The Harmonic Series & Additive Synthesis

music theory

April 20, 2020

Let's understand the harmonic series by looking at a monochord:


You can play it by hovering over it with the mouse. The length / pitch can be adjusted by dragging the right circle.

Overtones of the Harmonic Series

Generally, frequencies that are higher than a certain fundamental frequency are called overtones. Strings that are fixed on both ends will produce a set of sine wave overtones that are whole number multiples of the fundamental frequency. This subset of overtones is called the harmonic series:


Those are the first 8 harmonics of a fundamental frequency of 220Hz. The first string vibrates 220 times per second while the strings below vibrate with 2, 3, 4, 5, 6, 7 and 8 times 220Hz. We could of course use any other fundamental frequency or add more overtones. The fundamental frequency and its multiples are also called partials.

you can see harmonics on ropes here:


When a physical object vibrates, its harmonic overtones will all sound at once, at different amplitudes. Generally, the higher the frequency, the quieter the amplitude will be. The relation of the different harmonics is called timbre. It gives any instrument its unique character. Depending on the shape and material of the instrument, some partials will be amplified, while some will be dampened. The sum of all sinewave partials will produce a more complex waveform.

Additive Synthesis of Common Waveforms

Let's look at the harmonics of some common waveforms. Each waveform is represented with a bar chart of the partial amplitudes and a graphical plot of all partials + their sum (green). The waves are made audible by using additive synthesis, which means playing all sine wave partials at the same time. You can change the number of partials by dragging the slider.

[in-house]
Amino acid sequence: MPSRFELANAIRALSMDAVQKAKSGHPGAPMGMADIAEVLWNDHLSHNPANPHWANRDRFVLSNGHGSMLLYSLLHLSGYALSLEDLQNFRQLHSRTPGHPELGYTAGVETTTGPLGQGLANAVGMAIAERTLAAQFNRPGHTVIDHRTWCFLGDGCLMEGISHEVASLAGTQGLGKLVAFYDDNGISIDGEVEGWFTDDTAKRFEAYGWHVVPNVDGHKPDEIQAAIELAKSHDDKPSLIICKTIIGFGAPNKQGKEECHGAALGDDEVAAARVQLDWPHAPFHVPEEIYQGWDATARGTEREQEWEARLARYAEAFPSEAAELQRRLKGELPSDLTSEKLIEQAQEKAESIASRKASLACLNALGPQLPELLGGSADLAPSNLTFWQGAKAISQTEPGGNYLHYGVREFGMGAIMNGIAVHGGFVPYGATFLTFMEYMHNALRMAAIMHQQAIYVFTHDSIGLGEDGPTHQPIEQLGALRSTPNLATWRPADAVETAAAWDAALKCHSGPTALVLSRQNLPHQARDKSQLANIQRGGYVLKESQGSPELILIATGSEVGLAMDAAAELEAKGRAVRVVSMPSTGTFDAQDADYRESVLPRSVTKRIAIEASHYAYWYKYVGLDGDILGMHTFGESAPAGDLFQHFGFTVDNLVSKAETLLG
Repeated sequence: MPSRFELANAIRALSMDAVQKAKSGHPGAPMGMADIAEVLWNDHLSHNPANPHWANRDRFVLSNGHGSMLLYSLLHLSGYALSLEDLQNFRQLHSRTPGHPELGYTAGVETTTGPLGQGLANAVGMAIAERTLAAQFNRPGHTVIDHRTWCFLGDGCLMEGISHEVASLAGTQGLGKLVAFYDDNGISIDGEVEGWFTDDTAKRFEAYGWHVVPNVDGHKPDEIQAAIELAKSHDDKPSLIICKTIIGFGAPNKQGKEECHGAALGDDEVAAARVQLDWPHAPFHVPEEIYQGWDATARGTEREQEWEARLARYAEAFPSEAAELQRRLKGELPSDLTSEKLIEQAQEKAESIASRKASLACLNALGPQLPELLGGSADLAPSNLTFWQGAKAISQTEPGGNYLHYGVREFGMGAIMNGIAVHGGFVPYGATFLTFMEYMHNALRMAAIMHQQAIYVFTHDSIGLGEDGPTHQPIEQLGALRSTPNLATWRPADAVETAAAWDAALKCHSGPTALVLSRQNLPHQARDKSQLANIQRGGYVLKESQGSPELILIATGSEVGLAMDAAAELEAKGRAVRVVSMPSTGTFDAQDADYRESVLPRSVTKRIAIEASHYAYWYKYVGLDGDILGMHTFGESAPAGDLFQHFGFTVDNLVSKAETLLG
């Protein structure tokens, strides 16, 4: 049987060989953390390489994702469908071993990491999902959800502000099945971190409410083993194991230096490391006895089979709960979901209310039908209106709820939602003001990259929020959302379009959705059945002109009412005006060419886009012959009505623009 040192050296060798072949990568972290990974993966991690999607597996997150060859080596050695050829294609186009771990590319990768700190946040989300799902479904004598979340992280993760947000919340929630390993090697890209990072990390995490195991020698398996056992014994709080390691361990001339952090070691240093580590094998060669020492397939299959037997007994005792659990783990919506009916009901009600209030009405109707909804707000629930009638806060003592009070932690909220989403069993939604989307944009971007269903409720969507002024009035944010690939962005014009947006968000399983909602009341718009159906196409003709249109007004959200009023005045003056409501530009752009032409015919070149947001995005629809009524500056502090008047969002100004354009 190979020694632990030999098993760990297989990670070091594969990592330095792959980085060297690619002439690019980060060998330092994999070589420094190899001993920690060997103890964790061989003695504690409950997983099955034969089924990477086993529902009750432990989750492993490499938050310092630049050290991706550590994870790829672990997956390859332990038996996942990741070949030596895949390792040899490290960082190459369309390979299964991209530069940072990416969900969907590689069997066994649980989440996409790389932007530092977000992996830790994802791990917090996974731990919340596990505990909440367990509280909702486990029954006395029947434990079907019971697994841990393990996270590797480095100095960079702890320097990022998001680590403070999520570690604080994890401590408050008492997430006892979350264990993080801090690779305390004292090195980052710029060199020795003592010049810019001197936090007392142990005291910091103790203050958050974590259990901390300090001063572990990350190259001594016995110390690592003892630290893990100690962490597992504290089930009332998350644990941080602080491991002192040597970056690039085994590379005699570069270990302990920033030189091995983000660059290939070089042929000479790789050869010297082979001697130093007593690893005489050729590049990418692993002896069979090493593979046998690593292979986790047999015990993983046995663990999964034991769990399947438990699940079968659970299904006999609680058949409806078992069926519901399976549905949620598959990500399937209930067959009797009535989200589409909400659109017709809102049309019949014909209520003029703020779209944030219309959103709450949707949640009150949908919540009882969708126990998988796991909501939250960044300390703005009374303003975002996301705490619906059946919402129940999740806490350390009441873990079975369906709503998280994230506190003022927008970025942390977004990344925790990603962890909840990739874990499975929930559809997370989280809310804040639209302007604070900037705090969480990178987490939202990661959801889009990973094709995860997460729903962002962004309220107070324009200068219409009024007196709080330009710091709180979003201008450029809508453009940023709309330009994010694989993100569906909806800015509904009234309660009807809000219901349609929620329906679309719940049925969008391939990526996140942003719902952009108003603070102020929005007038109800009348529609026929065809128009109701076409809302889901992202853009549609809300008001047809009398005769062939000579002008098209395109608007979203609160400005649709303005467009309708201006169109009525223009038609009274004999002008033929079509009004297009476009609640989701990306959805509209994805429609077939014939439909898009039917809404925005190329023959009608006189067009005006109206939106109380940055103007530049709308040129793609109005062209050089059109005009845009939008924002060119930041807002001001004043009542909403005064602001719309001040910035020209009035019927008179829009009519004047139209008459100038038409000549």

Sawtooth waves have a really sharp timbre. For example, all bowed instruments produce sawtooth waves. The friction between the bow and the string will move the string in the direction of the bow. At some point, the force of the string will be larger than the friction, which will all of a sudden pull the string back again. This back and fourth ends up looking like a sawtooth motion:

We can recreate this waveform by adding harmonic partials with amplitudes of:

A=1nπA = \frac{1}{n*\pi}

where n is the partial number



Triangle waves can be produced by plucking a string exactly at the center:

It contains only odd partials, with an amplitude of

A=4(nπ)2A = \frac{4}{(n*\pi)^2}

where n is the partial number



A perfect square wave cannot be produced in an analog way, thus they have a digital and unnatural hard feel. With less harmonics, they are similar to reed instruments, as they only have odd partials. You can imagine a reed bouncing back and forth, closing and opening the air canal:

So every even number of bounces, the canal is closed, which leads to no overtone being generated. The square wave amplitudes are defined by

A=2nπA = \frac{2}{n*\pi}

where n is the partial number



  1. If we add new harmonics, we first hear them as seperate pitches, but soon they blend into the overall sound. This happens because our ears are so used to the harmonic series that we perceive multiple harmonics as a single pitch.
  2. Reducing the number of harmonics is like applying a low pass filter, without using one.
  3. The waveforms all have an "organ-like" quality, as they do not morph over time. In the real world, harmonics will move independently, creating a more organic feel.
  4. In addition to the timbre morphing, the overall envelope of the sound is another important characteristic that is not contained in the timbre, for example the harsh hitting of a mallet vs the soft bowing of a string.

Further Reading

Felix Roos 2022